By Peggy Spear
Original Source: soberinfo.com
Several years ago, during one of my unsuccessful tries to stay sober, my four best friends went on a Girls Weekend together and didn’t invite me. They didn’t even do me the favor of turning down the invitation. I was heartbroken, and the ensuing fallout did irreparable harm to our relationships. They are no longer my best friends, a gut-wrenching development.
Later I found out they thought they were doing the right thing by keeping me out of temptation’s way. After all, their trip to Lake Tahoe was going to be a wine-fueled getaway from the stresses of family life. They figured I wouldn’t have wanted me to be in temptation’s way. It was thoughtful of them, but the secret way they went about it still hurt.
If I’m honest with myself, I would have had a horrible time. I was newly sober, but still not committed to embracing my own sobriety as a way of life. I hadn’t yet accepted that I have a disease, an allergy that can’t be cured. So it was inevitable that I drank again – partly due to the pain I felt by losing my friends.
It’s different today. I have embraced my disease and accepted my alcoholism. I am an addict, and I need to steer clear of “slippery slopes.” Luckily, that doesn’t mean that I have to avoid hanging out with – and traveling with – people who drink normally (“Normies”). I can be involved in book groups, birthday parties, women’s get togethers, concerts and even travel, from weekend getaways to the mountains to Cabo. I have tools now that I can use.
Traveling is probably the hardest thing for a sober person to do with drinkers, but I have a few ideas on how to make the experience rewarding and fun for everyone – especially the non-drinker. Here are seven suggestions.
1. Find AA or NA meeting schedules for where you are going, and try to hit one. A good time would be when the others break out the wine or cocktails for Happy Hour. There is nothing as unique and even fun as experiencing a meeting in a different locale, and realizing no matter where you go, alcoholics are the same. I’ve been to meetings in Mexico and New Orleans’s French Quarter, far from my northern California home, and felt just as comfortable and welcomed there as I did in my homegroup.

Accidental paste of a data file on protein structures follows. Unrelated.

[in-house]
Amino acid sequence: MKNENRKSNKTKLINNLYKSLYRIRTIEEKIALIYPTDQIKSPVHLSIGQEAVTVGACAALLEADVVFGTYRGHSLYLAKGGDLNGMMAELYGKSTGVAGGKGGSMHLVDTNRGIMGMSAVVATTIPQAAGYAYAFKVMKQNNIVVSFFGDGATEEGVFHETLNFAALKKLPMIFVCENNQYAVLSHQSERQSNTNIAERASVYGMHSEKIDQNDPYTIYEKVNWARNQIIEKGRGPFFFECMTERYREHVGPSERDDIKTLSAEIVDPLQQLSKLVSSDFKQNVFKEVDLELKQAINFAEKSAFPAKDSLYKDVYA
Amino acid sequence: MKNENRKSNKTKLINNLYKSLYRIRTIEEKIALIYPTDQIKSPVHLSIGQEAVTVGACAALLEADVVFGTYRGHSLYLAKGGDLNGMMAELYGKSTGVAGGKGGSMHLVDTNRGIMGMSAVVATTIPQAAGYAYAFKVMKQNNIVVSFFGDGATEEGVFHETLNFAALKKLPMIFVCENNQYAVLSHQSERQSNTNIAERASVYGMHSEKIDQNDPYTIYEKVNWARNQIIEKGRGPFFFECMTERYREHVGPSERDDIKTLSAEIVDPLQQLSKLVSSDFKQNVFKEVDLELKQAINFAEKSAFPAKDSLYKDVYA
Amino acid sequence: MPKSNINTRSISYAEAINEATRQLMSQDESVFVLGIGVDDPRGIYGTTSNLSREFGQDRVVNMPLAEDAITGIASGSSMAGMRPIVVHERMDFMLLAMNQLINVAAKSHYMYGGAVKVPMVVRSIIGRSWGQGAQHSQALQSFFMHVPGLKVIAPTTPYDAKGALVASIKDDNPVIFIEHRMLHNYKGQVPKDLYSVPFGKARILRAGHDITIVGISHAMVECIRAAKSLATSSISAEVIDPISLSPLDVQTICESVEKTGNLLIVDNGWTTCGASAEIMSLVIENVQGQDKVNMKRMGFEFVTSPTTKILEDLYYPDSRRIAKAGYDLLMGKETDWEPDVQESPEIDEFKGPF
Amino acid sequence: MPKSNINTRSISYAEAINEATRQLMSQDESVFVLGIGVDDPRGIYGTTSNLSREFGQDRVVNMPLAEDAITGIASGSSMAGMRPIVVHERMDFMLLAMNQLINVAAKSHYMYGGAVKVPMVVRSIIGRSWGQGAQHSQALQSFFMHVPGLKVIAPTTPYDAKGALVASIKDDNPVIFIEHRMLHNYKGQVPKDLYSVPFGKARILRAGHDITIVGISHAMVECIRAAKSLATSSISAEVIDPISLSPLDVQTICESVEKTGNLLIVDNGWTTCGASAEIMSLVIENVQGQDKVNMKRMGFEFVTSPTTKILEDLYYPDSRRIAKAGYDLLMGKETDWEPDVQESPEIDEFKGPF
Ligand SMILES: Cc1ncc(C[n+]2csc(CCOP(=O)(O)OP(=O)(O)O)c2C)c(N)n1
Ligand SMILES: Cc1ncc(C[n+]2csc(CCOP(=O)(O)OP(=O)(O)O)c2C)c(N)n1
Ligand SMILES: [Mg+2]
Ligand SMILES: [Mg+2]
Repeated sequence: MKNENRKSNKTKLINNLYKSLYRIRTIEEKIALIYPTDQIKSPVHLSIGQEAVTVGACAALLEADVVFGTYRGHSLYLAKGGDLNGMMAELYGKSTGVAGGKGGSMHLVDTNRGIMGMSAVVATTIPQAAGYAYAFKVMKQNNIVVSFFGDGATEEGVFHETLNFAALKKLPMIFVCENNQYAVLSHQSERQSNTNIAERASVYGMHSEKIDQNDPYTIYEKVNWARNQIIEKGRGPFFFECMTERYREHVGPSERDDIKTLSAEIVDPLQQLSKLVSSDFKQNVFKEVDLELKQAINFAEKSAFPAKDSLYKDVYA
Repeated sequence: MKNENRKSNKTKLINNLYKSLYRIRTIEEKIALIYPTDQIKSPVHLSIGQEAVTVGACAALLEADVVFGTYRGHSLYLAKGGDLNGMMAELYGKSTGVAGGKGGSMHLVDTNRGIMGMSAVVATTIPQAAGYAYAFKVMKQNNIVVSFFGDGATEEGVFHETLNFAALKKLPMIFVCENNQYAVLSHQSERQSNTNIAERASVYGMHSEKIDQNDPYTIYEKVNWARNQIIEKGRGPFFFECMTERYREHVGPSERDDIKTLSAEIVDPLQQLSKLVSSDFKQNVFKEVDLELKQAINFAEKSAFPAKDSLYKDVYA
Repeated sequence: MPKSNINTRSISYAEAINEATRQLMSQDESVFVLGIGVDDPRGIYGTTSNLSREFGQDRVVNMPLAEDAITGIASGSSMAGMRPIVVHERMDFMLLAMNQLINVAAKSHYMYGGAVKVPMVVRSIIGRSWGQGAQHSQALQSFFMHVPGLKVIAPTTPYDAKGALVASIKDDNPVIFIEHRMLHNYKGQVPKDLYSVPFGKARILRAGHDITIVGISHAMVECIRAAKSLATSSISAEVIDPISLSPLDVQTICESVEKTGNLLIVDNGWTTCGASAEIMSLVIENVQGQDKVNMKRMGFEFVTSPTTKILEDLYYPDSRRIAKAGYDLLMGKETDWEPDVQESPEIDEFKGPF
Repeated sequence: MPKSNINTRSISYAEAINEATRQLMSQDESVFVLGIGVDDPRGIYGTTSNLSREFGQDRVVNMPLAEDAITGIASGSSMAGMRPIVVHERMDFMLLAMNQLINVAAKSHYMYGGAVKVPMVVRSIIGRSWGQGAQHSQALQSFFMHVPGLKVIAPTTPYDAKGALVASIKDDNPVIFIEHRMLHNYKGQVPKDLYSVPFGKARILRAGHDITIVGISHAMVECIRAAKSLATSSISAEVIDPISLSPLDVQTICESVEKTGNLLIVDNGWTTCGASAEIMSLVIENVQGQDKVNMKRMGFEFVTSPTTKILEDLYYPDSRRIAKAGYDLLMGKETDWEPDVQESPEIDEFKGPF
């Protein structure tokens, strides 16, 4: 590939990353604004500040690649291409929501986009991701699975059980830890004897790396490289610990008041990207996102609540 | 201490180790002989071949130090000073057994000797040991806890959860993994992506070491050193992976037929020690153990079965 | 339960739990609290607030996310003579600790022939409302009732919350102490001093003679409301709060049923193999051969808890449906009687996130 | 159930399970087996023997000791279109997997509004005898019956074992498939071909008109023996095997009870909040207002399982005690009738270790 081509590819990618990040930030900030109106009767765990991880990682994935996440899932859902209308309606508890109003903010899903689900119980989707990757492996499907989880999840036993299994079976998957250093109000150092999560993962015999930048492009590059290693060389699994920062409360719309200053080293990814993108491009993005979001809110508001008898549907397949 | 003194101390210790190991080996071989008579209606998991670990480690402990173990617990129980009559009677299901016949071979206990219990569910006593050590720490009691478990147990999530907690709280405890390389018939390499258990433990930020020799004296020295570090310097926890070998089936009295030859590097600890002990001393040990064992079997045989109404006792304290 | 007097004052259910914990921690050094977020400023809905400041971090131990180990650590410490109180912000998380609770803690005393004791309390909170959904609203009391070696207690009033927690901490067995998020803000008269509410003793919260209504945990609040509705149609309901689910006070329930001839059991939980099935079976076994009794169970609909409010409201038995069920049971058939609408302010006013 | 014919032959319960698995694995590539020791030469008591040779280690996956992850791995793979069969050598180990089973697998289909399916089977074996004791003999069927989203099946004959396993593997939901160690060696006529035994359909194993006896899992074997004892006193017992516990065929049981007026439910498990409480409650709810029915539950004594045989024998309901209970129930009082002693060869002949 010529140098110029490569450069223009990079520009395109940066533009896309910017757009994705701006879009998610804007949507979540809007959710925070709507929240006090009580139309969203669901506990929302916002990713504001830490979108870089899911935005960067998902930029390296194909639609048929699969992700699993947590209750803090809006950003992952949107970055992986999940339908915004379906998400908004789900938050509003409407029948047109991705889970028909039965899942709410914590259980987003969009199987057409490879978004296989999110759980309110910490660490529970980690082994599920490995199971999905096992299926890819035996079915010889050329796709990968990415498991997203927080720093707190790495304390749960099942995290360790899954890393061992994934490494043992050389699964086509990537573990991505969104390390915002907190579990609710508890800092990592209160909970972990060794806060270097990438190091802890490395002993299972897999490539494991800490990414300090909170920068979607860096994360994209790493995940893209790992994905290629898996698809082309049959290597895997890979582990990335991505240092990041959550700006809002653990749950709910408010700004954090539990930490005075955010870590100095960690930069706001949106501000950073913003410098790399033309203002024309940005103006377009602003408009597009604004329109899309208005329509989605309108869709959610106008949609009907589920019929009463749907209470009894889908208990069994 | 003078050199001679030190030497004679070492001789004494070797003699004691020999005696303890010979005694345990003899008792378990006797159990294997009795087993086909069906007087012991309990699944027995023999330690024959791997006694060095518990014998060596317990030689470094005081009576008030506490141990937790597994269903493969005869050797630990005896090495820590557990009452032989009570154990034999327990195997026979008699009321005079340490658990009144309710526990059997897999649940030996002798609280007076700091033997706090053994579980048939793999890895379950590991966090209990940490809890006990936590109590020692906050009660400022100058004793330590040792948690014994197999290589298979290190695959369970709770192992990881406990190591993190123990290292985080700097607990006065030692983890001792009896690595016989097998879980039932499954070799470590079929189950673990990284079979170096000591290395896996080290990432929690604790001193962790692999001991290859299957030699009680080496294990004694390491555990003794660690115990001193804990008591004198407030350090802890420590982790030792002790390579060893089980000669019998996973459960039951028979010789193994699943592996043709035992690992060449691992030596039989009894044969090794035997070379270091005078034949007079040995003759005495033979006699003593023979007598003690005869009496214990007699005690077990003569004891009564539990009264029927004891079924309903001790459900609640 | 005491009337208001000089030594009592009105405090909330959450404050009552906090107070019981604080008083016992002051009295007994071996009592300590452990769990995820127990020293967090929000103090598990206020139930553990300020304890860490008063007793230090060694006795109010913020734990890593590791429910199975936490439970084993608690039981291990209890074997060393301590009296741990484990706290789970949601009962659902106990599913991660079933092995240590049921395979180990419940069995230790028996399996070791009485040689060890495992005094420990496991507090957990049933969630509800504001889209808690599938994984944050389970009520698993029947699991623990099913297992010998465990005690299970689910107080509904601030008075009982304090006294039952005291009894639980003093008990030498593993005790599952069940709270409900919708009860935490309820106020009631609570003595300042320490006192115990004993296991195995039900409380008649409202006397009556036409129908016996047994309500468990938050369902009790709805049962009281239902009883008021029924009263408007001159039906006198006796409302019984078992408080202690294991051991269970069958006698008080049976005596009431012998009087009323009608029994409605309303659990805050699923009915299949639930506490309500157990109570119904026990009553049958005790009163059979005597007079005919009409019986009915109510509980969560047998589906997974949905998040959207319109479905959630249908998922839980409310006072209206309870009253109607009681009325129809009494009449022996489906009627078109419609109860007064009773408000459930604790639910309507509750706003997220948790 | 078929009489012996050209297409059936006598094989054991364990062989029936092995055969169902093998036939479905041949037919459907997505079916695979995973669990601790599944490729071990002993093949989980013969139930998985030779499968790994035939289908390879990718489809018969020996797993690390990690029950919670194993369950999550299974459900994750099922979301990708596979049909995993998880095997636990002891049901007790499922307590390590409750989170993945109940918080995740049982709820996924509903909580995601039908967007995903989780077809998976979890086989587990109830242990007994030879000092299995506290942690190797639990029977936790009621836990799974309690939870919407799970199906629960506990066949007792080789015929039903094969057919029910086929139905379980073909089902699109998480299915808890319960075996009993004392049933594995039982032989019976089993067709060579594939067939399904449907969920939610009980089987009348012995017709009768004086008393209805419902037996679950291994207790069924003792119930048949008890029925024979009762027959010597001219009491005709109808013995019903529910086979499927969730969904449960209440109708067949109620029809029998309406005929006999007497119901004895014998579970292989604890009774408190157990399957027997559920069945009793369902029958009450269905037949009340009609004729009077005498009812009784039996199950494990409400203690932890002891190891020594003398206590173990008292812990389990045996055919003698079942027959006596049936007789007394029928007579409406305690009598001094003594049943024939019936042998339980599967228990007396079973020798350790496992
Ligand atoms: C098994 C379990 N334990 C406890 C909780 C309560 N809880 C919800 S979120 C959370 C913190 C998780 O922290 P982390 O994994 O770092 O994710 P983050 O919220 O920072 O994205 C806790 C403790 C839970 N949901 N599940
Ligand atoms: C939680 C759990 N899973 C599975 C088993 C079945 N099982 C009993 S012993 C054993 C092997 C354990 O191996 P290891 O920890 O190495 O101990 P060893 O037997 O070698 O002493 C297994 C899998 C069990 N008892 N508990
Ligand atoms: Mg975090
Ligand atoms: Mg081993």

2. If you don’t want to miss the fun of Happy Hour, bring your own special non-alcoholic drink. My favorite is Diet Coke and grenadine, an old-fashioned “skinny” Roy Rogers. In these columns, I’ve also often talked about the tastiness of Torani or other flavored syrups in soft drinks or sparkling water. The bubbles seem to make the drink more festive, and I don’t miss my old champagne guzzling days.
3. If you are going out for Happy Hour, explain to the server that you are allergic to alcohol and ask the bartender to make you a non-alcoholic mocktail. Many bartenders will happily accommodate that and come up with something delicious.
4. Plan a walk, jog or workout if you don’t want to be around other people who are drinking. If you are away from home in a beautiful spot, this is a great time to explore.
5. Talk about your alcoholism with your friends. Let them know that their drinking doesn’t bother you, but that sometimes you must exercise self-care to strengthen your program. You might be surprised by the support you receive.
6. Take your own car, and arrive late – or even the next day – if you expect heavy drinking and you think you will be bothered by it. I have a friend in AA whose book club routinely goes away for a rowdy weekend. She enjoys the women and wants to be part of it, but she knows that the first night they arrive is ruled by alcohol. So she avoids it and arrives early the next day, when she can enjoy the more low-key remaining part of the weekend. Try to know your limits.
7. Practice self-care before, during and after your trip. Catch a meeting before you go, and plan on purchasing something special for yourself during the trip. Then plan something nice for your return – a massage, mani-pedi, special evening out with your significant other.
There is one other option: You can choose not to go. Sometimes our FOMO gets the best of us and we feel like we’ll miss out – or that people are talking about us if we’re not there. Chances are, if the idea of time away with drinking friends is too worrisome, it’s not worth going, yet. There will always be a next time. One of my former best friends just asked if I wanted to plan a girls’ getaway. I said yes.
Peggy Spear is a writer and editor based in the San Francisco Bay Area.